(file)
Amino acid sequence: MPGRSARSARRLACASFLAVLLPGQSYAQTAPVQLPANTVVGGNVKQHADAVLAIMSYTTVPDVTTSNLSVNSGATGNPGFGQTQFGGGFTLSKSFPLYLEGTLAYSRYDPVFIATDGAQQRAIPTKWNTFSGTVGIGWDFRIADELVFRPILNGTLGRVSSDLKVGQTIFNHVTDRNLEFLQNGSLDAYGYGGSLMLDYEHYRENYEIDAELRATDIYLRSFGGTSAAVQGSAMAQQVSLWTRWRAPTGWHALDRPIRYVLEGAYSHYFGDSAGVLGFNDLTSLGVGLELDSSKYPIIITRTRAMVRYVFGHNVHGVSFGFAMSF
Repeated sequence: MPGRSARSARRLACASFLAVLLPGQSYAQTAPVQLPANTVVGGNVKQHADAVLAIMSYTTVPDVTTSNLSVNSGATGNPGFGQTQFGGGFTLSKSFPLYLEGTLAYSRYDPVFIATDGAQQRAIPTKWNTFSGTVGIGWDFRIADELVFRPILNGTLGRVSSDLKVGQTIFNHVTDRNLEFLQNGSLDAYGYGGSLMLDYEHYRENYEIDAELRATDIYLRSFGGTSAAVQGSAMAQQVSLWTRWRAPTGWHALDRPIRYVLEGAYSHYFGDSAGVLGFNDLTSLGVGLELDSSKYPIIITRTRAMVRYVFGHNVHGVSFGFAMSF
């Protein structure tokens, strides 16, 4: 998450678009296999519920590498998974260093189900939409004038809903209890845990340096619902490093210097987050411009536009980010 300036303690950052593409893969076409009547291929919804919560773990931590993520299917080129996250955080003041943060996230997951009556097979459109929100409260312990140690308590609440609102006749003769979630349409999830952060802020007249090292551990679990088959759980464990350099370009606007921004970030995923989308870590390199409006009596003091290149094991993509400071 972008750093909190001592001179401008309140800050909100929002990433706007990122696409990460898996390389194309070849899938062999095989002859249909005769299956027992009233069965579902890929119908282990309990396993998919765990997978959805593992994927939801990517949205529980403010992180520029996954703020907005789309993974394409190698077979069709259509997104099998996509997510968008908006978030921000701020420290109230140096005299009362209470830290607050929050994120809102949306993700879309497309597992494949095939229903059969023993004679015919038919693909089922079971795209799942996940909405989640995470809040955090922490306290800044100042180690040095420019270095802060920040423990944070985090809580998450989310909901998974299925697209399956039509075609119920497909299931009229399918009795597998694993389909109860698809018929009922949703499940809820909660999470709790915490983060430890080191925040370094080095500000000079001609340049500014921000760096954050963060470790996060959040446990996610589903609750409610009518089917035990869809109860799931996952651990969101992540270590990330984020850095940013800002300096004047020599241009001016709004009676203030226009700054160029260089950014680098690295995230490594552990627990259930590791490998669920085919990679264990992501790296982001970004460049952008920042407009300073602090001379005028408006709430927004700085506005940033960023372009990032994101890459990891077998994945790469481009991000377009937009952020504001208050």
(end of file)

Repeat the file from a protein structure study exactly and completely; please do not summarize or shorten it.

Amino acid sequence: MPGRSARSARRLACASFLAVLLPGQSYAQTAPVQLPANTVVGGNVKQHADAVLAIMSYTTVPDVTTSNLSVNSGATGNPGFGQTQFGGGFTLSKSFPLYLEGTLAYSRYDPVFIATDGAQQRAIPTKWNTFSGTVGIGWDFRIADELVFRPILNGTLGRVSSDLKVGQTIFNHVTDRNLEFLQNGSLDAYGYGGSLMLDYEHYRENYEIDAELRATDIYLRSFGGTSAAVQGSAMAQQVSLWTRWRAPTGWHALDRPIRYVLEGAYSHYFGDSAGVLGFNDLTSLGVGLELDSSKYPIIITRTRAMVRYVFGHNVHGVSFGFAMSF
Repeated sequence: MPGRSARSARRLACASFLAVLLPGQSYAQTAPVQLPANTVVGGNVKQHADAVLAIMSYTTVPDVTTSNLSVNSGATGNPGFGQTQFGGGFTLSKSFPLYLEGTLAYSRYDPVFIATDGAQQRAIPTKWNTFSGTVGIGWDFRIADELVFRPILNGTLGRVSSDLKVGQTIFNHVTDRNLEFLQNGSLDAYGYGGSLMLDYEHYRENYEIDAELRATDIYLRSFGGTSAAVQGSAMAQQVSLWTRWRAPTGWHALDRPIRYVLEGAYSHYFGDSAGVLGFNDLTSLGVGLELDSSKYPIIITRTRAMVRYVFGHNVHGVSFGFAMSF
């Protein structure tokens, strides 16, 4: 998450678009296999519920590498998974260093189900939409004038809903209890845990340096619902490093210097987050411009536009980010 300036303690950052593409893969076409009547291929919804919560773990931590993520299917080129996250955080003041943060996230997951009556097979459109929100409260312990140690308590609440609102006749003769979630349409999830952060802020007249090292551990679990088959759980464990350099370009606007921004970030995923989308870590390199409006009596003091290149094991993509400071 972008750093909190001592001179401008309140800050909100929002990433706007990122696409990460898996390389194309070849899938062999095989002859249909005769299956027992009233069965579902890929119908282990309990396993998919765990997978959805593992994927939801990517949205529980403010992180520029996954703020907005789309993974394409190698077979069709259509997104099998996509997510968008908006978030921000701020420290109230140096005299009362209470830290607050929050994120809102949306993700879309497309597992494949095939229903059969023993004679015919038919693909089922079971795209799942996940909405989640995470809040955090922490306290800044100042180690040095420019270095802060920040423990944070985090809580998450989310909901998974299925697209399956039509075609119920497909299931009229399918009795597998694993389909109860698809018929009922949703499940809820909660999470709790915490983060430890080191925040370094080095500000000079001609340049500014921000760096954050963060470790996060959040446990996610589903609750409610009518089917035990869809109860799931996952651990969101992540270590990330984020850095940013800002300096004047020599241009001016709004009676203030226009700054160029260089950014680098690295995230490594552990627990259930590791490998669920085919990679264990992501790296982001970004460049952008920042407009300073602090001379005028408006709430927004700085506005940033960023372009990032994101890459990891077998994945790469481009991000377009937009952020504001208050």